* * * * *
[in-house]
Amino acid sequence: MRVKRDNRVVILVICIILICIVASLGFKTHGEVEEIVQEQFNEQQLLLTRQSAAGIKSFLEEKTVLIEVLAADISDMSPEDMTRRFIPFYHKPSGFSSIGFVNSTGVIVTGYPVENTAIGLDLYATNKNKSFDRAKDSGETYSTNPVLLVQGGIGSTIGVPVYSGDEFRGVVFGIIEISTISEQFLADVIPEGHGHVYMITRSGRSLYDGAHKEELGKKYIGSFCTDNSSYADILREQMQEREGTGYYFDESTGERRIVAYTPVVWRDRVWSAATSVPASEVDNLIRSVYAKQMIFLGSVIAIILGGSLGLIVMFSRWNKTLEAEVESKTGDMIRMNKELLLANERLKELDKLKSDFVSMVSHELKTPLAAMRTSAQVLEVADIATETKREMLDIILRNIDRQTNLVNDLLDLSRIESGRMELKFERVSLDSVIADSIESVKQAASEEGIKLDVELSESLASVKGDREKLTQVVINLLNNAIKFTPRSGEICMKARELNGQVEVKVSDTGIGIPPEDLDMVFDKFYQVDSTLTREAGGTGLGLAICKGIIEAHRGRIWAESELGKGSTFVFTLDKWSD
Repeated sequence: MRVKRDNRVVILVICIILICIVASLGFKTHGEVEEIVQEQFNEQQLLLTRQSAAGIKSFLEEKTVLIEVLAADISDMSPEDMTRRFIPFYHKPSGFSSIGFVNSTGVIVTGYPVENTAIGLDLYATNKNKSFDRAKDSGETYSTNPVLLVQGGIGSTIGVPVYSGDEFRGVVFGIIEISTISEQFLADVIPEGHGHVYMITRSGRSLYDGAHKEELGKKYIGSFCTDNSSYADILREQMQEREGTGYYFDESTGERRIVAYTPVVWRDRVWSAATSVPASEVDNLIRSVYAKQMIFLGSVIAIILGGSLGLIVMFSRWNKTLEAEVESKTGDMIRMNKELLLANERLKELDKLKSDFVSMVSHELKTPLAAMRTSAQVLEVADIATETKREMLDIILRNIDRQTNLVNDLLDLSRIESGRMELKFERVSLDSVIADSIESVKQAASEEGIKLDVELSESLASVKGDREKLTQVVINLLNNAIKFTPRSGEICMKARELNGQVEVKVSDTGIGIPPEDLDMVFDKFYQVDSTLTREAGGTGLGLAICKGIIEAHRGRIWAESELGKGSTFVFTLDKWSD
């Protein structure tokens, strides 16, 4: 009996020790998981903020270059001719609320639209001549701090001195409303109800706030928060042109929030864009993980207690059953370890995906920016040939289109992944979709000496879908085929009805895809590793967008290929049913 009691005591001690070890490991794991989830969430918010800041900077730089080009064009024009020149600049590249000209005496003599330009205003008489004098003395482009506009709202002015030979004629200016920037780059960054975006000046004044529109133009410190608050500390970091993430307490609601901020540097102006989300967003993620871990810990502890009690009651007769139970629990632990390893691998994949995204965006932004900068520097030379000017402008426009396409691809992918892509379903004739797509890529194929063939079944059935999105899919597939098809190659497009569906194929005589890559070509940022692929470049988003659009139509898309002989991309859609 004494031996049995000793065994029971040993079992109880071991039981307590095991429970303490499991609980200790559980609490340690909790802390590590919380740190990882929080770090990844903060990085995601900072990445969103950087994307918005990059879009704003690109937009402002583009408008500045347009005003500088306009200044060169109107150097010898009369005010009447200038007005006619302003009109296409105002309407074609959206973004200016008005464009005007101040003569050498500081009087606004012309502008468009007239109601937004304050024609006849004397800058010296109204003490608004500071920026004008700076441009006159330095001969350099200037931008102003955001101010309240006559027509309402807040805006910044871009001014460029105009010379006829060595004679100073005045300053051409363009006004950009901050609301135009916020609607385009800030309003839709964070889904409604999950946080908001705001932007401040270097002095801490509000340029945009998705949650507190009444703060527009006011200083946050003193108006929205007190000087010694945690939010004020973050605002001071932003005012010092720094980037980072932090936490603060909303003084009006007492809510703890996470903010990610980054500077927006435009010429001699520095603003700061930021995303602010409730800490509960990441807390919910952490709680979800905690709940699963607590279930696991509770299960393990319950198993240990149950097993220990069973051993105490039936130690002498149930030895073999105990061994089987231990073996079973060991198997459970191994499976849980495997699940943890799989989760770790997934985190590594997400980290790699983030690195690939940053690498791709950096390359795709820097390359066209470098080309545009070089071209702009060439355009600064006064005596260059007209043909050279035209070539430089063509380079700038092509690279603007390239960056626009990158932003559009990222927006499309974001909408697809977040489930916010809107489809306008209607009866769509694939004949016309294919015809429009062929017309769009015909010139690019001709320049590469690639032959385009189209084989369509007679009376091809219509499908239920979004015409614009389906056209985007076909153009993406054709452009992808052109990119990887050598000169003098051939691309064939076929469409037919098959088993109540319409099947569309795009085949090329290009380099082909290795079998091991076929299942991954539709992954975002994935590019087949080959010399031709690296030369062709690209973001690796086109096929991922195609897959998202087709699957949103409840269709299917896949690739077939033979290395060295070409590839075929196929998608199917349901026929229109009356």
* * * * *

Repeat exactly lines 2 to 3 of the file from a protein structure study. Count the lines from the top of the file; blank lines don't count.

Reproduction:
Amino acid sequence: MRVKRDNRVVILVICIILICIVASLGFKTHGEVEEIVQEQFNEQQLLLTRQSAAGIKSFLEEKTVLIEVLAADISDMSPEDMTRRFIPFYHKPSGFSSIGFVNSTGVIVTGYPVENTAIGLDLYATNKNKSFDRAKDSGETYSTNPVLLVQGGIGSTIGVPVYSGDEFRGVVFGIIEISTISEQFLADVIPEGHGHVYMITRSGRSLYDGAHKEELGKKYIGSFCTDNSSYADILREQMQEREGTGYYFDESTGERRIVAYTPVVWRDRVWSAATSVPASEVDNLIRSVYAKQMIFLGSVIAIILGGSLGLIVMFSRWNKTLEAEVESKTGDMIRMNKELLLANERLKELDKLKSDFVSMVSHELKTPLAAMRTSAQVLEVADIATETKREMLDIILRNIDRQTNLVNDLLDLSRIESGRMELKFERVSLDSVIADSIESVKQAASEEGIKLDVELSESLASVKGDREKLTQVVINLLNNAIKFTPRSGEICMKARELNGQVEVKVSDTGIGIPPEDLDMVFDKFYQVDSTLTREAGGTGLGLAICKGIIEAHRGRIWAESELGKGSTFVFTLDKWSD
Repeated sequence: MRVKRDNRVVILVICIILICIVASLGFKTHGEVEEIVQEQFNEQQLLLTRQSAAGIKSFLEEKTVLIEVLAADISDMSPEDMTRRFIPFYHKPSGFSSIGFVNSTGVIVTGYPVENTAIGLDLYATNKNKSFDRAKDSGETYSTNPVLLVQGGIGSTIGVPVYSGDEFRGVVFGIIEISTISEQFLADVIPEGHGHVYMITRSGRSLYDGAHKEELGKKYIGSFCTDNSSYADILREQMQEREGTGYYFDESTGERRIVAYTPVVWRDRVWSAATSVPASEVDNLIRSVYAKQMIFLGSVIAIILGGSLGLIVMFSRWNKTLEAEVESKTGDMIRMNKELLLANERLKELDKLKSDFVSMVSHELKTPLAAMRTSAQVLEVADIATETKREMLDIILRNIDRQTNLVNDLLDLSRIESGRMELKFERVSLDSVIADSIESVKQAASEEGIKLDVELSESLASVKGDREKLTQVVINLLNNAIKFTPRSGEICMKARELNGQVEVKVSDTGIGIPPEDLDMVFDKFYQVDSTLTREAGGTGLGLAICKGIIEAHRGRIWAESELGKGSTFVFTLDKWSD